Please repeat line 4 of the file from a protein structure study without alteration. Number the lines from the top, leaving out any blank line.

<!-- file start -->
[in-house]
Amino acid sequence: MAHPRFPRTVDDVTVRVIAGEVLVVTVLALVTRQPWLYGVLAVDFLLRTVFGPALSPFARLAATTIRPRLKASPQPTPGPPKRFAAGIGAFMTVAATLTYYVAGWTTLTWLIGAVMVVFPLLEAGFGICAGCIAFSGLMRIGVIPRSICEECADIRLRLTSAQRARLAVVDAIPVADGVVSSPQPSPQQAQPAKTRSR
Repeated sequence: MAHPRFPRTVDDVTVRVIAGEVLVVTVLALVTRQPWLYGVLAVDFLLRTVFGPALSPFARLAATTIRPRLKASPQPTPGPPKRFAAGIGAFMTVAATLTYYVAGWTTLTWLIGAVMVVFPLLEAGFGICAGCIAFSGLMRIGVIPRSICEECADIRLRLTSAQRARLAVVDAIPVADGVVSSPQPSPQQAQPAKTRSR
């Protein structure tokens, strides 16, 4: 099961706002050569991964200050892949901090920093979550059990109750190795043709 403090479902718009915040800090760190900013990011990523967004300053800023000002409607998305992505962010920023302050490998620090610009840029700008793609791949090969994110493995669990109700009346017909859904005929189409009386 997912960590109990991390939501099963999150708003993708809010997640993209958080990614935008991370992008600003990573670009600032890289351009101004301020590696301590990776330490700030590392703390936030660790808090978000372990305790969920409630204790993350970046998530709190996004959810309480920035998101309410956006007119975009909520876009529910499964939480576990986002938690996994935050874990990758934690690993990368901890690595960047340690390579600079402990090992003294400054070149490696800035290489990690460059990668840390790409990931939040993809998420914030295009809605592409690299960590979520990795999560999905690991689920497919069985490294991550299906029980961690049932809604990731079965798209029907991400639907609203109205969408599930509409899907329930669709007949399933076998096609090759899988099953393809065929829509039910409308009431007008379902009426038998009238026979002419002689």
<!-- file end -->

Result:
């Protein structure tokens, strides 16, 4: 099961706002050569991964200050892949901090920093979550059990109750190795043709 403090479902718009915040800090760190900013990011990523967004300053800023000002409607998305992505962010920023302050490998620090610009840029700008793609791949090969994110493995669990109700009346017909859904005929189409009386 997912960590109990991390939501099963999150708003993708809010997640993209958080990614935008991370992008600003990573670009600032890289351009101004301020590696301590990776330490700030590392703390936030660790808090978000372990305790969920409630204790993350970046998530709190996004959810309480920035998101309410956006007119975009909520876009529910499964939480576990986002938690996994935050874990990758934690690993990368901890690595960047340690390579600079402990090992003294400054070149490696800035290489990690460059990668840390790409990931939040993809998420914030295009809605592409690299960590979520990795999560999905690991689920497919069985490294991550299906029980961690049932809604990731079965798209029907991400639907609203109205969408599930509409899907329930669709007949399933076998096609090759899988099953393809065929829509039910409308009431007008379902009426038998009238026979002419002689």